Masculinity and Child Counselling: My Journey
Child counselling didn’t fit Jonathan’s idea of being a man, but then he took up a placement with Place2Be. Now a School Project Manager and an adult counsellor, he explains how the experience helped him to develop as a therapist and a person.
When I first saw the poster for Place2Be, I completely avoided it.
There was no way that working with small children fit with my idea of what a counsellor was. Nor did it fit with my idea of positively tackling ‘real’ issues that affected the community around me. I honestly saw it as either babyish or maternal.
My own history led me to believe that you were not a man if you showed what I perceived as feminine traits of being nurturing or ‘playful’. You don’t interact with small children on their level. That is what mothers do. If we as men are there, we are there as authoritarians, to enforce rules and boundaries.
So even though I was a year into my person-centred counselling diploma and needed a placement, I ignored it and applied for various other organisations where I felt I could be ‘real’. However, I didn’t have any luck and there was pressure from my college to get my hours, so I took a leap of faith and tried Place2Be.
After reviewing my application and interviewing me in person, they put me through the developmental training and my placement began in a primary school. Little did I know that I was about to experience some of the most challenging yet rewarding client work I’ve done to this date.
I spent a year developing relationships with children experiencing neglect and abuse, many of whom were acting out in school and might be labelled as troublesome. But they were some of the bravest individuals I’ve ever met and simply struggled to communicate their understanding of the difficult issues they were experiencing.
One boy I worked with was disruptive in class and fought with other children. After seeing him regularly for a little while, I began to understand that he was communicating his need to be noticed by those around him as he felt responsible for his dad leaving. He wasn't acting out - he was hurting and by giving him aspace to express himself, I was able to gain his trust and help him work through it.
It made me re-evaluate my initial perceptions on working with small children. I was affecting my community. I was making a difference to these children and their families as their lives became understood. It wasn’t just play. It was metaphor and it was real.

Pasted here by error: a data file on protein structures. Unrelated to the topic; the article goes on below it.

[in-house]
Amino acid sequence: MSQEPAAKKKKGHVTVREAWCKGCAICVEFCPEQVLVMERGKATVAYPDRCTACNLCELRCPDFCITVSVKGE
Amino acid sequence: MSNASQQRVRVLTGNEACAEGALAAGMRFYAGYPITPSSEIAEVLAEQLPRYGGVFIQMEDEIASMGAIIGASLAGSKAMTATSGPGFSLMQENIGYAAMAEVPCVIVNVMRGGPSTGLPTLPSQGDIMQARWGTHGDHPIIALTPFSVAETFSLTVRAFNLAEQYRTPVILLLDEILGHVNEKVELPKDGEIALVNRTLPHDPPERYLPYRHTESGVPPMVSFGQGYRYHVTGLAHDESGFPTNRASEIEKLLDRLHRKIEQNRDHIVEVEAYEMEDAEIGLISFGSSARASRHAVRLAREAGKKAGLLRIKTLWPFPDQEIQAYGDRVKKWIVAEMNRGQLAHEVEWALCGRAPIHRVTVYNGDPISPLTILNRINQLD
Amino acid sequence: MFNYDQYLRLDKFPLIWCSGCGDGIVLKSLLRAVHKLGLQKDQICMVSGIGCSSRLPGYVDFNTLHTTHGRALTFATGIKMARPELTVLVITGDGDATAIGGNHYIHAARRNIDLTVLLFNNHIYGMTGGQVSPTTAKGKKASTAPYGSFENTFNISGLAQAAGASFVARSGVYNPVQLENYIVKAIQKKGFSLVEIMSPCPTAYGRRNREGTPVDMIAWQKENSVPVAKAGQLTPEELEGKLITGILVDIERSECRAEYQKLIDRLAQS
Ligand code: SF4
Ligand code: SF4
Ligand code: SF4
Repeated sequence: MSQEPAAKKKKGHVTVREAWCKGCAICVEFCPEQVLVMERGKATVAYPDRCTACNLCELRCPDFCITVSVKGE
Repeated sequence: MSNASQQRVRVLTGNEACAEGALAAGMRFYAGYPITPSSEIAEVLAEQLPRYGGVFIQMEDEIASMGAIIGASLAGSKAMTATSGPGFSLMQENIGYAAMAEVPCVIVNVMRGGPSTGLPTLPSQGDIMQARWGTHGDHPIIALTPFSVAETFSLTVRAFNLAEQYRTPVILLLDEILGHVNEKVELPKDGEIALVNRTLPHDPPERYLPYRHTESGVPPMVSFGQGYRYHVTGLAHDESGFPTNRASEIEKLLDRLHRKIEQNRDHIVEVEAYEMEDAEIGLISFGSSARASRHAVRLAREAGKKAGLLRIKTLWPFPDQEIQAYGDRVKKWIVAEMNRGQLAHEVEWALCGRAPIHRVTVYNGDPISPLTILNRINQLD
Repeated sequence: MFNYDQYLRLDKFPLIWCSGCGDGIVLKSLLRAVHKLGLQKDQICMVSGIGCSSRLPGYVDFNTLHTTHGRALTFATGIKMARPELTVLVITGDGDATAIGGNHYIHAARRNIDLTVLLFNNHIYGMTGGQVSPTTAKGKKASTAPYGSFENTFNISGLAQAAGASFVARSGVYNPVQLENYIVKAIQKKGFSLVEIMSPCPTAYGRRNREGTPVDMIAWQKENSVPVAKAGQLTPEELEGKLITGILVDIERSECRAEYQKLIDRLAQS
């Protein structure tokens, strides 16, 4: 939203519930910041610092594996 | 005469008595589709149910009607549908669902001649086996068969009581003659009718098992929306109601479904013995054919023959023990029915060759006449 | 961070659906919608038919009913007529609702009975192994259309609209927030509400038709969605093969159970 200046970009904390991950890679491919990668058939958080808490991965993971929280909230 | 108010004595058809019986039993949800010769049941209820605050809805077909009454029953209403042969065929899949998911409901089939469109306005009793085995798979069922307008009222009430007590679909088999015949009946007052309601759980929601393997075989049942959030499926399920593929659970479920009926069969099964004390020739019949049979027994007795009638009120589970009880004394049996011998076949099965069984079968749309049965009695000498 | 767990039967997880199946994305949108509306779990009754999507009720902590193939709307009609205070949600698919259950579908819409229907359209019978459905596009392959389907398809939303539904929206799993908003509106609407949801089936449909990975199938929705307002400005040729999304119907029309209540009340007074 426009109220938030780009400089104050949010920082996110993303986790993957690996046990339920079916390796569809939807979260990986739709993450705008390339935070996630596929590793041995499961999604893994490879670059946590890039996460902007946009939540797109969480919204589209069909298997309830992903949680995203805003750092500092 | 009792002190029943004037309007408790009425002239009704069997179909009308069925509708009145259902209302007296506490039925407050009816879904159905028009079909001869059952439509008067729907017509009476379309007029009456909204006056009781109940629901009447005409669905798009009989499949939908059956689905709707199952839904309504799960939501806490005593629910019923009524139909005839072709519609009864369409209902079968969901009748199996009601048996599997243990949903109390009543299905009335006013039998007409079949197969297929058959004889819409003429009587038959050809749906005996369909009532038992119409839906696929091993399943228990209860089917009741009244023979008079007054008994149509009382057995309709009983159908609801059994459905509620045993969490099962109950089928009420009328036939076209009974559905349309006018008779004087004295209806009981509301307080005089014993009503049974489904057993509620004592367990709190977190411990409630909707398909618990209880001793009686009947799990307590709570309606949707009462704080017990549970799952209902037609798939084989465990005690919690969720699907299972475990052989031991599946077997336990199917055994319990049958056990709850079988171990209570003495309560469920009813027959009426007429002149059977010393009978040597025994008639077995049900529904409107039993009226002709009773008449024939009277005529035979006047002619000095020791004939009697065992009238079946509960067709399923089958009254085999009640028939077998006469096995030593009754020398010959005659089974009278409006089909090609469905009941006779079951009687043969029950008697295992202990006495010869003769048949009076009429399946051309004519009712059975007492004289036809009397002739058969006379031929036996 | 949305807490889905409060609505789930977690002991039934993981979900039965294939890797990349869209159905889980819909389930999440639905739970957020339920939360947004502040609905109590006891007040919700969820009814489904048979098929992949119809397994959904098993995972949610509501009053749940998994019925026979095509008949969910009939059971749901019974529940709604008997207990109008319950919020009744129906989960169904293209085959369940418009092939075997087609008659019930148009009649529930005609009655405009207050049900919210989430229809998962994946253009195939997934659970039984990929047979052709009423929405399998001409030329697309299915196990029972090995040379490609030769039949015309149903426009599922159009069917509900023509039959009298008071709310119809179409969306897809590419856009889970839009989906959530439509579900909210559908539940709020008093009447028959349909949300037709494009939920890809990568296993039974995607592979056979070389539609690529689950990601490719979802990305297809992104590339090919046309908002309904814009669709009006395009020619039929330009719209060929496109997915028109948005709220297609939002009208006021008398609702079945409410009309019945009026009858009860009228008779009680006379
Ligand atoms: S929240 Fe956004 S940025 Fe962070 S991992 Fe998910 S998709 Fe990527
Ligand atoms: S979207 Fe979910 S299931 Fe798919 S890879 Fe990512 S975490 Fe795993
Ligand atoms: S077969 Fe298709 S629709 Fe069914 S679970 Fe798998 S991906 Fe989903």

I didn’t know I would experience this, but my reluctant decision became the best one for my career. As a Counsellor on Placement, you are tested continuously but the benefit to your development as practitioners is immense. Now I’m a School Project Manager who oversees the whole Place2Be service in a school, supervising the Counsellors on Placement, providing group support for pupils and offering expert guidance to staff - among many other things!
For all therapists who want to work with adults or older clients like I did, inside each client is a hurt child waiting to tell their story, no matter the age. I now have my own private practice too and working for Place2Be helped me to be able to communicate the inner child of each adult I work with and never lose sight of them. I discovered that to do this effectively, my entire body is a counselling resource in conveying empathy. My work now is more relational. I learnt to develop awareness for tone, body language, being playful, curious and most importantly adaptable, all key ingredients for successful work with adults and young people. I recognised that what comes out of my mouth is not significant if my body is revealing something different.
My perception of being a man was challenged to my core. It still is but it is redefined. I now believe that men must have emotional intelligence and an ability to hold boundaries with resilience, robustness and care. This is constantly tested but re-affirmed by my work with children, no matter their age or presenting issue. Now I help them tell their story and I am a much stronger man for it.
This blog was written in a personal capacity and does not necessarily reflect the view of the organisation.
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